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Wendy Lee Nentwig - Christian Dating, Singles

It's Not Me, It's You ... Isn't It?

  • Wendy Lee Nentwig Contributing Writer
  • 2005 7 Jul
  • COMMENTS
It's Not Me, It's You  ... Isn't It?

Okay, I’m going to admit something, but you have to promise not to call the guys with the funny white jackets to come get me.

Something about this little six-month experiment of examining my dating life has me channeling that fictitious self-help expert from “Saturday Night Live,” Stuart Smalley. I find myself looking in the mirror and feeling the need to assure the uncertain green eyes gazing back at me, “You’re good enough, you’re smart enough, and doggoneit, people like you!”

Singleness can make you do strange things.

One of the worst was a game my college roommate and I used to play. Around campus, at the movies, out to eat or even at the beach, we’d examine coupled-up girls our age and try to figure out why they were in a relationship while we weren’t.

What's She Have That I Don't Have?

“But she’s bigger than us!” my roommate would wail. “And we have better hair!” I’d add. It would go on like this as we compared clothes, facial features and any other superficial attributes we could size up in a short period of time.

I know, it’s horrible (hey, I didn’t say it was a past-time I was proud of!), but show me a single girl who hasn’t at some time looked at another girl and asked herself, how can she be married while I’m still alone?

In our defense, I really don’t believe this game is mean-spirited at its core. It’s about our own insecurities. Deep down, we all need to feel valuable and relationships are a huge affirmation that we’re worth something. I mean, what could communicate value more than another person standing up in front of their family and friends and saying, “I think you’re so worthy, so special, that I want to spend the rest of my life with you”?

And if we can’t find someone willing to say that, or even someone who’s willing to say that we’re worthy enough of taking up his Saturday nights, it can be easy to begin to wonder, “what’s wrong with me?”

Pick Me, Pick Me!

That’s one of the hardest things about being single: It can make you start to doubt yourself. “Am I not pretty enough or fun enough or smart enough for someone to love?” At times I have flashbacks to my elementary school days where I’m waiting to be picked for kickball, standing there trying not to look too worried that I’ll be last and thus labeled a loser.

I know it’s silly. It’s not like everyone who’s married has that status because they were somehow worthy of a relationship while I wasn’t. In fact, some people jump into relationships to mask their own insecurities, thinking if they “have someone” people might not notice their flaws or the reasons they secretly think they’re unlovable. But knowing it’s silly and really believing it are two different things.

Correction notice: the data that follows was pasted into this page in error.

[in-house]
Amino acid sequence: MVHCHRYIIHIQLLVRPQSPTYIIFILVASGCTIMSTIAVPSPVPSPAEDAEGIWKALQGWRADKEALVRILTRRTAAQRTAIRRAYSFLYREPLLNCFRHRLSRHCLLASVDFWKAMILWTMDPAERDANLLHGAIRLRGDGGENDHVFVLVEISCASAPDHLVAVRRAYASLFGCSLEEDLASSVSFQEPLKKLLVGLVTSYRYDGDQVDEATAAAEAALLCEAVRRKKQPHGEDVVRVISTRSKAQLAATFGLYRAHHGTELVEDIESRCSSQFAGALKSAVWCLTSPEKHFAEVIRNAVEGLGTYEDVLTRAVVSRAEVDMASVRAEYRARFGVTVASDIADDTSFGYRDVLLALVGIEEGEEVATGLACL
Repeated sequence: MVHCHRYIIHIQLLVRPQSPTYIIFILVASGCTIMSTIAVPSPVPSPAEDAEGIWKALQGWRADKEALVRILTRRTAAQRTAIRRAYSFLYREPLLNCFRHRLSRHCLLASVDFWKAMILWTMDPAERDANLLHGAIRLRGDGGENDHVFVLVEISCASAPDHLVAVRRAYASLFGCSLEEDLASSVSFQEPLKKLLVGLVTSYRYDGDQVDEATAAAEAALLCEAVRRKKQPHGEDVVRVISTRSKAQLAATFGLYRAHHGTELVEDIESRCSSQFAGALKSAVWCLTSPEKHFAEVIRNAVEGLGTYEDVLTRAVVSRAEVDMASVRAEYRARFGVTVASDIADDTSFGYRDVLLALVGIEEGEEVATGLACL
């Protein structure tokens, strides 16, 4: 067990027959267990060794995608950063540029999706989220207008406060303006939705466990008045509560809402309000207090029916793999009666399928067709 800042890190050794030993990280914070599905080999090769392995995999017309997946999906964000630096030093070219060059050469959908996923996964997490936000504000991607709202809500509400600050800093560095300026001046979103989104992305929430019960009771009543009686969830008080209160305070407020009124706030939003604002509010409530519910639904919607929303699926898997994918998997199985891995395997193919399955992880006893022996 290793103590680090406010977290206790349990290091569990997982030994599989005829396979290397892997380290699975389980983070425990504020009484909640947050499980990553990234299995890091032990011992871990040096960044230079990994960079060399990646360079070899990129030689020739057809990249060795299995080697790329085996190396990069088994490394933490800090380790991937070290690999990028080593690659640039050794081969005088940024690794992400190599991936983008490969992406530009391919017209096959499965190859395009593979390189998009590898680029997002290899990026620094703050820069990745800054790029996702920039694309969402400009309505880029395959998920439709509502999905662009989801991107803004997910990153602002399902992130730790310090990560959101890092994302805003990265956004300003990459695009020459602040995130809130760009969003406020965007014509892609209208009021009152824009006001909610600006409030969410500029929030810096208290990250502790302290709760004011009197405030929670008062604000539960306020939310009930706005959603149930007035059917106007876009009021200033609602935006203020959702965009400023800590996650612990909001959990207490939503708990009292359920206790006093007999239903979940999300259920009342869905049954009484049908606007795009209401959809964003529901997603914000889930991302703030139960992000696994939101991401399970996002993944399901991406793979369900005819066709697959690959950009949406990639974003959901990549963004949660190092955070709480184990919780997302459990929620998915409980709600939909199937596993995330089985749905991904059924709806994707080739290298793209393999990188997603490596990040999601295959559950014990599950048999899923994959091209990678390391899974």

There’s a flipside to feeling like you’re single because you’re not good enough. It’s thinking that you’re too good. More than once my friends and I have told ourselves that our single status is very likely because we intimidate guys. We’re too together. We’re capable, competent and confident in so many areas of our lives that a man doesn’t know where he’d fit in. We don’t need someone to rescue us or take care of us (although I admit it would great to have someone to help out the next time I need to take apart my leaking kitchen faucet).

I grew up raised by a single mom. There wasn’t anyone else to lean on so she had to find solutions on her own. I learned early on, you just have to step up and get it done. And so, as a single woman, I do just that. Many of my single friends raised in two-parent homes are doing the same. And that means if we were to ever get married, we’d need to make some adjustments. I’d need to learn to let myself need that other person. But that always seemed like a plus. I’m not looking for a relationship because I need someone to take care of me, I’m looking for a relationship because I want to share my life with someone. 

Ready to Turn Pro?

Maybe that’s not enough. Maybe it is possible to become so good at being single that it makes you a bad candidate for marriage. After so many years of being single, it’s hard not to feel like I reached professional status, like I’m in the major leagues. It’s not something I set out to excel at, but as they say, practice makes perfect.

I embarked on this journey six months ago, hoping to learn something about myself and about this weird “still single” state so many of us find ourselves living in. Mostly I uncovered what I already knew on some level: Dating is not for the faint of heart. It takes work, especially after college when you’re not thrown into an environment with hundreds of eligible guys every day. And it’s trickier today than it used to be. We’re single longer and that can make relationships, when we do find them, harder to navigate.

At the end of the day, though, I still believe looking for love is a worthwhile pursuit. Not one that I want to consume my life, but it will always be on my mind. Of course, that doesn’t mean I’ll ever find an answer to that one nagging question: “Why is a nice girl like you still single?” Then again, will anyone?


Wendy Lee Nentwig is the editor of a digital download site in Nashville, Tennessee, which is another way of saying she gets paid to listen to music for a living. She’s lived everywhere from Amsterdam to New York City to Southern California and found that dating is just as nerve-wracking in any zip code.


Read the fifth article in this Singles series, "Dating Overkill," here.